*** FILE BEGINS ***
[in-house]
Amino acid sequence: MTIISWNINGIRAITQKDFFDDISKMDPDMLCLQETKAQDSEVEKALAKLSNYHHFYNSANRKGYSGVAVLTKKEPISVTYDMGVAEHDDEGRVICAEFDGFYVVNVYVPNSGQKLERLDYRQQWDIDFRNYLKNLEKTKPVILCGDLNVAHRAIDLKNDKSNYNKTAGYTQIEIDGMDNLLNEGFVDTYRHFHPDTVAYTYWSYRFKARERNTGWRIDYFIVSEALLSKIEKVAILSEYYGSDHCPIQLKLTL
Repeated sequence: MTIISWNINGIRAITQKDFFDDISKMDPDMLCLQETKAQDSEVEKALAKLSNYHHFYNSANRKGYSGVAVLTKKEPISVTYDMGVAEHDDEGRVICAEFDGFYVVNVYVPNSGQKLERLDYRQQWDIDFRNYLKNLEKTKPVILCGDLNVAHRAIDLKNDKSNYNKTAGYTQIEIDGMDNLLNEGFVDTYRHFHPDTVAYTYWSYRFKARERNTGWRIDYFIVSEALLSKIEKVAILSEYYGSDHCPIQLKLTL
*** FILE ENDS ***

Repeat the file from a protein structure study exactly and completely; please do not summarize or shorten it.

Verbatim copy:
[in-house]
Amino acid sequence: MTIISWNINGIRAITQKDFFDDISKMDPDMLCLQETKAQDSEVEKALAKLSNYHHFYNSANRKGYSGVAVLTKKEPISVTYDMGVAEHDDEGRVICAEFDGFYVVNVYVPNSGQKLERLDYRQQWDIDFRNYLKNLEKTKPVILCGDLNVAHRAIDLKNDKSNYNKTAGYTQIEIDGMDNLLNEGFVDTYRHFHPDTVAYTYWSYRFKARERNTGWRIDYFIVSEALLSKIEKVAILSEYYGSDHCPIQLKLTL
Repeated sequence: MTIISWNINGIRAITQKDFFDDISKMDPDMLCLQETKAQDSEVEKALAKLSNYHHFYNSANRKGYSGVAVLTKKEPISVTYDMGVAEHDDEGRVICAEFDGFYVVNVYVPNSGQKLERLDYRQQWDIDFRNYLKNLEKTKPVILCGDLNVAHRAIDLKNDKSNYNKTAGYTQIEIDGMDNLLNEGFVDTYRHFHPDTVAYTYWSYRFKARERNTGWRIDYFIVSEALLSKIEKVAILSEYYGSDHCPIQLKLTL